In my role at the United Nations Population Fund, I have the privilege to travel to urban, rural and remote locations to see the range of efforts being made so that every woman might give birth safely and in dignity, supported by midwives or other skilled attendants. But in many countries, a safe labor and delivery for mother and child is still a lottery -- a roll of the dice. When services are not available, when skilled birth attendants are not in reach, when information is not provided or distance or poverty or discrimination or isolation means a pregnant woman is without access to support, the consequences can be grave, indeed. Read more...
May 23rd, 2013
April 9th, 2012
By: Joanna Hoffman, Women Deliver
For the estimated 3,700 Tanzanian women who experience obstetric fistula each year, a daunting landscape of stigma and shame looms before them. Many are exiled from their families and communities, and are unable to work. Only about 1,000 of them will receive treatment. The rest are either unaware that treatment exists or can’t afford to access it.
This issue led Comprehensive Community Based Rehabilitation in Tanzania (CCBRT), the country’s largest provider of fistula repair surgery, to take action. CCBRT already provides services free of charge, yet the barrier of transportation costs remained. In response, in 2009 they began using Vodaphone’s mobile banking system M-PESA—M for “mobile” and PESA for “money” in Swahili—to reduce the burden of transportation expenses. Read more...
March 1st, 2012
SANTA BARBARA, CA/ SAN JOSE, CA/ UNITED NATIONS, New York—The largest and most comprehensive map of available services for women living with obstetric fistula was launched today by Direct Relief International, the Fistula Foundation, and UNFPA, the United Nations Population Fund. The release of the Global Fistula Map, a major step forward in understanding the landscape of worldwide treatment capacity for obstetric fistula, will help streamline the allocation of resources and raise awareness of the condition.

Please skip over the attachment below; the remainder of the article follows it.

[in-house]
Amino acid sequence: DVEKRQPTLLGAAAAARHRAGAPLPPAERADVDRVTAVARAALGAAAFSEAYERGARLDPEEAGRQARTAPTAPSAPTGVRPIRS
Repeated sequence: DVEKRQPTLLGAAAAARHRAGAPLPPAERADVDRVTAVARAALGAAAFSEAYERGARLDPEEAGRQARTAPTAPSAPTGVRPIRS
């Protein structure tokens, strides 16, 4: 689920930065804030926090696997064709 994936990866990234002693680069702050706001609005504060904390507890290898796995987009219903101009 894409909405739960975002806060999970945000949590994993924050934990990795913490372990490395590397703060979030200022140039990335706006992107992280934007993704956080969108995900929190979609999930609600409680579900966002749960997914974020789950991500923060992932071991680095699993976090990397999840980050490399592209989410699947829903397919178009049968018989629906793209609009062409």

Obstetric fistula, one of the most devastating childbirth injuries, is caused by the lack of a skilled birth attendant and access to emergency care during delivery. It is a highly stigmatizing, though in most cases treatable condition that results from prolonged, obstructed labor and causes chronic incontinence. According to currently accepted estimates, there are some 50,000-100,000 new cases every year. Read more...
January 19th, 2012
UNITED NATIONS, New York, 13 January 2012—Dr. Babatunde Osotimehin, Executive Director of UNFPA, the United Nations Population Fund, is a winner of the Population Institute’s 2011 Annual Global Media Awards for Excellence in Population Reporting. The awards, which are in their 32nd year, honour those who help raise public awareness of the challenges related to population and reproductive health. The Population Institute is a major United States-based non-governmental organization founded in 1969 to promote universal access to family planning information, education and services. Read more...
November 28th, 2011
October 27th, 2011
By: Natalie Imbruglia, singer, actress and spokesperson for Virgin Unite and the Campaign to End Fistula; originally posted on DFID's blog here
This month, the seven billionth human being will be born. It may be a baby boy or a baby girl, it will probably be born in the developing world, and chances are good that this baby's mother will suffer complications or even a severe birth injury like obstetric fistula. Up to 45,000 women do, every day. Read more...
April 7th, 2011
By: Conrad Person, Director, Corporate Contributions, Johnson & Johnson
Today, the world marks World Health Day with ambitious goals for advancing the wellbeing of all people – with a special focus on women and children, whose fates are inextricably linked to overcoming poverty through the Millennium Development Goals. It is a time to celebrate how much progress we have made on issues like clean water and safe birth, but also a chance to reflect on the staggering gaps in health resources for women that still exist between developed and developing countries, and how we can address them. Read more...
February 14th, 2011
By: Sharon D’Agostino, Vice President, Worldwide Corporate Contributions and Community Relations, Johnson & Johnson